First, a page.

The Comprehensive Economic and Trade Agreement will prevent local governments from spending tax dollars to build local economic health in the community, says Mary McCandless of the Winnipeg chapter of the Council of Canadians. – Dylan Hewlett
As a little-discussed but wide-ranging trade deal with Europe nears completion, opponents are stepping up their campaign to warn Canadians about the range of local policy-making options their federal and provincial governments might sign away behind closed doors.
On Oct. 20, as the ninth round of negotiations on the Comprehensive Economic and Trade Agreement wrapped up, federal international trade minister Ed Fast very briefly summarized the progress made in the talks before shifting to promoting the deal’s potential benefits.
“Another milestone has been reached in Canada-(European Union) trade negotiations, with Canadian and EU officials exchanging offers on services and investment,” he announced.
The same day, a coalition of 80 European and Canadian unions, environmental and civil society organizations issued a call on participating governments.
“We (ask) parliaments to refuse to ratify the CETA, and to act in total transparency regarding this agreement which is selling off our social rights, threatening environmental regulations and, more generally speaking, democracy itself.”
The Canadian Federation of Students (CFS) is one of the signatories to the coalition statement. Speaking on behalf of the CFS in June, University of Winnipeg student David Jacks predicted CETA would increase the involvement of private corporations in post-secondary education.
More recently, the topic came up in a tweet that escaped a media briefing Oct. 20, before journalists were informed that they could not report on what they heard. Althia Raj quoted a CETA negotiator:
“‘Health care and education is on the table to the extent that it is open for commercial activity,” the EU official was quoted as saying. “If it is public service, we respect that.”
Unfortunately, the line between what is public and private is increasingly blurred, said Jacks, quoting the Canadian Association of University Teachers.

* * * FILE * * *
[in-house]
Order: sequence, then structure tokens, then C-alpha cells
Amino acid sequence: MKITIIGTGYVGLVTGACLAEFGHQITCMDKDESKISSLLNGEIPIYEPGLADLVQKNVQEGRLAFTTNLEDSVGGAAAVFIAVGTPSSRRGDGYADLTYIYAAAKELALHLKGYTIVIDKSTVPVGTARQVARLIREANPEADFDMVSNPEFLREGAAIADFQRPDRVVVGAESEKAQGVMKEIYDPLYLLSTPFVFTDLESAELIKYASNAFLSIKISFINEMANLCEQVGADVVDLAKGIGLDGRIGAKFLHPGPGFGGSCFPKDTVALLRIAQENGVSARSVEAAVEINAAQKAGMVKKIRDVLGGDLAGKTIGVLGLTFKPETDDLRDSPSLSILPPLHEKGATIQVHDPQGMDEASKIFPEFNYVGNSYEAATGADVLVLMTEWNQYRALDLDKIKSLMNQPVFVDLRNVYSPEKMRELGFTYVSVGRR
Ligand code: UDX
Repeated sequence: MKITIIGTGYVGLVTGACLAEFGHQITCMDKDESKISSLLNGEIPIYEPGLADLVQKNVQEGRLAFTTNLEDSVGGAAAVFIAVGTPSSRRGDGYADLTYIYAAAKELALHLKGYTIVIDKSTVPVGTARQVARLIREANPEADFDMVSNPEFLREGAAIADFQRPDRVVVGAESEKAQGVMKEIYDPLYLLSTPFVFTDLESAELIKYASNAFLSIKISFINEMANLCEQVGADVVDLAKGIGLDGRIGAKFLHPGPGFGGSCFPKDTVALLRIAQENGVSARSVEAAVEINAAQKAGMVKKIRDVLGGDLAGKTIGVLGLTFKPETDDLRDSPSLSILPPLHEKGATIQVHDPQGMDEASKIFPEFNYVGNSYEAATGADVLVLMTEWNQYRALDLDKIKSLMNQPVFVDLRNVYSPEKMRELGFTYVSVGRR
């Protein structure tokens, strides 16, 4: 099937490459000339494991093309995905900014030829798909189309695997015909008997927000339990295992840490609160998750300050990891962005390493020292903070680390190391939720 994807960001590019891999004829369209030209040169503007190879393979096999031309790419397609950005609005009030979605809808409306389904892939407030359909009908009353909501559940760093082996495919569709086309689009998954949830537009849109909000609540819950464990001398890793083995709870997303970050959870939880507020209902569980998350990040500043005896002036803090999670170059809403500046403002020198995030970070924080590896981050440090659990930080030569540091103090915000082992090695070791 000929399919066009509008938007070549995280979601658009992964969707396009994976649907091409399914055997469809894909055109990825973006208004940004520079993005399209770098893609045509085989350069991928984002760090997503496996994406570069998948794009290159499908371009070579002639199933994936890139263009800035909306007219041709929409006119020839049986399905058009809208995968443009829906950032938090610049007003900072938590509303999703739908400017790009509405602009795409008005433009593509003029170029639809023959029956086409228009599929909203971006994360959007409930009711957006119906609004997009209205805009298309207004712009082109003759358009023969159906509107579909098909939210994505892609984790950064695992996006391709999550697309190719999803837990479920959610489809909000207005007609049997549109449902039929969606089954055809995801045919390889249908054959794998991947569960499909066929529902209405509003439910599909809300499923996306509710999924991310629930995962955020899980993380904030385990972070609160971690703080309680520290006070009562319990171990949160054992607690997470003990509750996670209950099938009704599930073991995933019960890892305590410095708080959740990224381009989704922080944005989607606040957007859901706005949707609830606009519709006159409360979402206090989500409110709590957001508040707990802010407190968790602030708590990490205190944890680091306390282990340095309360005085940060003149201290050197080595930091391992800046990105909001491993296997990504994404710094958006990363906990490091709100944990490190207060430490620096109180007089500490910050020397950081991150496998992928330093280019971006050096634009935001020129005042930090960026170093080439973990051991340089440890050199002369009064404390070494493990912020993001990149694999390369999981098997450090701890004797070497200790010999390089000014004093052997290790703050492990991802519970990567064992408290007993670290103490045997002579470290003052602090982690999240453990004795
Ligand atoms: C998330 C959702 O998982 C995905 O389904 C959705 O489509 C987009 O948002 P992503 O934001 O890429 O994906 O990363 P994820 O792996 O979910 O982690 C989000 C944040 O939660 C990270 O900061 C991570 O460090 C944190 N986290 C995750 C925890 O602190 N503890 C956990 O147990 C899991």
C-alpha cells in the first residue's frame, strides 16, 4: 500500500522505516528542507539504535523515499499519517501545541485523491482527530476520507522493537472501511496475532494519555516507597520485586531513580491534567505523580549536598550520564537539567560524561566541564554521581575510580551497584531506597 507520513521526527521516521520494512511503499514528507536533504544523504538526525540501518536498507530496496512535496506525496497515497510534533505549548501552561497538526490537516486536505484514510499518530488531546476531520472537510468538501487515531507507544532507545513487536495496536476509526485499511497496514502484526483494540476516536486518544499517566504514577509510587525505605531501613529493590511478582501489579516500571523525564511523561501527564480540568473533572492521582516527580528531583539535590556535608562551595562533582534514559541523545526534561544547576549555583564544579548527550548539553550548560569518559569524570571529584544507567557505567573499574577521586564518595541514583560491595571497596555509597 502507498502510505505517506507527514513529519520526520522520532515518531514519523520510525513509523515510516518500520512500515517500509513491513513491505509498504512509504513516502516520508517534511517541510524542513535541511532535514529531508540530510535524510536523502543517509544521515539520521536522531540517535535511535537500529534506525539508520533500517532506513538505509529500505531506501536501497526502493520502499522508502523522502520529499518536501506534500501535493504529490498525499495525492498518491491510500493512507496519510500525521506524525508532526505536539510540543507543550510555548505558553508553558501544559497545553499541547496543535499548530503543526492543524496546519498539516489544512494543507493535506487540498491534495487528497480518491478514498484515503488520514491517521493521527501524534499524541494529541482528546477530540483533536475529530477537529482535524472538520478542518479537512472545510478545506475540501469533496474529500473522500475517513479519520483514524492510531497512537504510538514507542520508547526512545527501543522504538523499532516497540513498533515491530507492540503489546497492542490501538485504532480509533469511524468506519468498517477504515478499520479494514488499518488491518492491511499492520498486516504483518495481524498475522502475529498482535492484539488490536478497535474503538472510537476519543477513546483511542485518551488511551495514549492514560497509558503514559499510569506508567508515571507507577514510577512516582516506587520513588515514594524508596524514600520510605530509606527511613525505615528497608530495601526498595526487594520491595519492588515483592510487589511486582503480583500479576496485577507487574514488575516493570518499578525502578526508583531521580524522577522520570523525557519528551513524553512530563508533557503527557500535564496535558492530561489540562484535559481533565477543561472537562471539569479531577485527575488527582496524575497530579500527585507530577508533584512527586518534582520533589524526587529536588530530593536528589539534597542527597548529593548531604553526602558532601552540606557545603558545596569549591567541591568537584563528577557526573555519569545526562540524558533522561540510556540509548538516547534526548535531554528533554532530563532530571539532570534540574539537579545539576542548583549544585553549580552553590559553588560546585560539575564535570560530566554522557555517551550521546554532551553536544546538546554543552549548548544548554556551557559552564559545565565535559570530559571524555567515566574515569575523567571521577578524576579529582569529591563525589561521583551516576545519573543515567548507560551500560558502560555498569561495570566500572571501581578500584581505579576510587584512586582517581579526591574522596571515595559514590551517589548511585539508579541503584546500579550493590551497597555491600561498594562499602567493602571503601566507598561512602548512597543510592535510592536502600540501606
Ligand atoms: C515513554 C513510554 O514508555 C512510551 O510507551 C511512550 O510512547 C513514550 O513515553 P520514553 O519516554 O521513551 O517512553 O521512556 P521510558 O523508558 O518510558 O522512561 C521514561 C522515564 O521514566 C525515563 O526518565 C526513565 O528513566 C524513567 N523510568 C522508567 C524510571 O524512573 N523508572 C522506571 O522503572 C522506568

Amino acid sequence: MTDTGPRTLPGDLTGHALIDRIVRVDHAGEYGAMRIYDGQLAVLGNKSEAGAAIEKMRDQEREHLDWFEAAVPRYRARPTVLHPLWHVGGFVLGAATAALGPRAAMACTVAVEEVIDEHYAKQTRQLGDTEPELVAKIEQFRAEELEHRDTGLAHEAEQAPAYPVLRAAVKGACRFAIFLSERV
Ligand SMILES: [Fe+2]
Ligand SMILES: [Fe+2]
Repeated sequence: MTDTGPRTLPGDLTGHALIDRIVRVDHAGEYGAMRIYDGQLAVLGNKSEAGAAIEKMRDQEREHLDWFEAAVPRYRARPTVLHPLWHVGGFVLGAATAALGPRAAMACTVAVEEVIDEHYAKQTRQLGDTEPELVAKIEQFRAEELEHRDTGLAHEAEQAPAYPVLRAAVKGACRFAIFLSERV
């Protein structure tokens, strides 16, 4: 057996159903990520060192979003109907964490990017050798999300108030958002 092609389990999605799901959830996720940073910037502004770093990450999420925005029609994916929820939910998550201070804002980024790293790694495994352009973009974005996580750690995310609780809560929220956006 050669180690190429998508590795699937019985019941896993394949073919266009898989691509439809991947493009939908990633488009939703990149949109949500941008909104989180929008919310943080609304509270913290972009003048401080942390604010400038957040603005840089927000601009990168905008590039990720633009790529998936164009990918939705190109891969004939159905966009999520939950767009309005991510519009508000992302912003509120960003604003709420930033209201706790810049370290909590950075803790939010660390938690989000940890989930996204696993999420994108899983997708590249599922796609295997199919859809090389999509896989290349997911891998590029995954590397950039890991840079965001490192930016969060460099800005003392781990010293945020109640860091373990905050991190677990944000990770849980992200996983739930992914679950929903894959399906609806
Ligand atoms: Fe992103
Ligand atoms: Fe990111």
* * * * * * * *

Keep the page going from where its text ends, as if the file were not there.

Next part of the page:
“The distinction between private and public education services is exceedingly difficult to draw,” they said. “Canada’s universities and colleges increasingly rely on private revenues.”
Jacks added that students across Europe are rallying against a plan to standardize education across their continent. The plan includes new student fees, increased private investment and, in most cases, the removal of local governments’ ability to set tuition, funding and research policies.
CETA opponents have been calling for a public debate, and the Council of Canadians organized a letter-writing campaign.
“If CETA is signed as it stands, it will prevent local governments from spending local tax dollars to build local economic health,” said Mary McCandless of the Winnipeg chapter of the Council of Canadians.
The group expects CETA to drive up prescription drug costs, threaten farm support programs and allow foreign corporations to ignore Canadian environmental regulations.
Unlike past free trade deals, under CETA, local governments would not be allowed to favour local or environmentally responsible suppliers or those suppliers creating local jobs. Small purchases would be exempt, but the group fears restrictions would apply to about 80 per cent of the over $100 billion spent annually on provincial and municipal purchases.
“We need to use that money to keep our communities strong and vibrant,” McCandless said.
In June, Manitoba trade minister Peter Bjornson responded to the question of going public with Manitoba’s CETA offers.
“We have consulted with business and with groups that are interested in being at the table to represent their concerns and interests. We’ve accepted input from groups and we’ve accepted letters of support, letters of concern, and will continue to do so, but as far as the public being directly involved in what is put on the table, that would not be negotiating in good faith,” he said.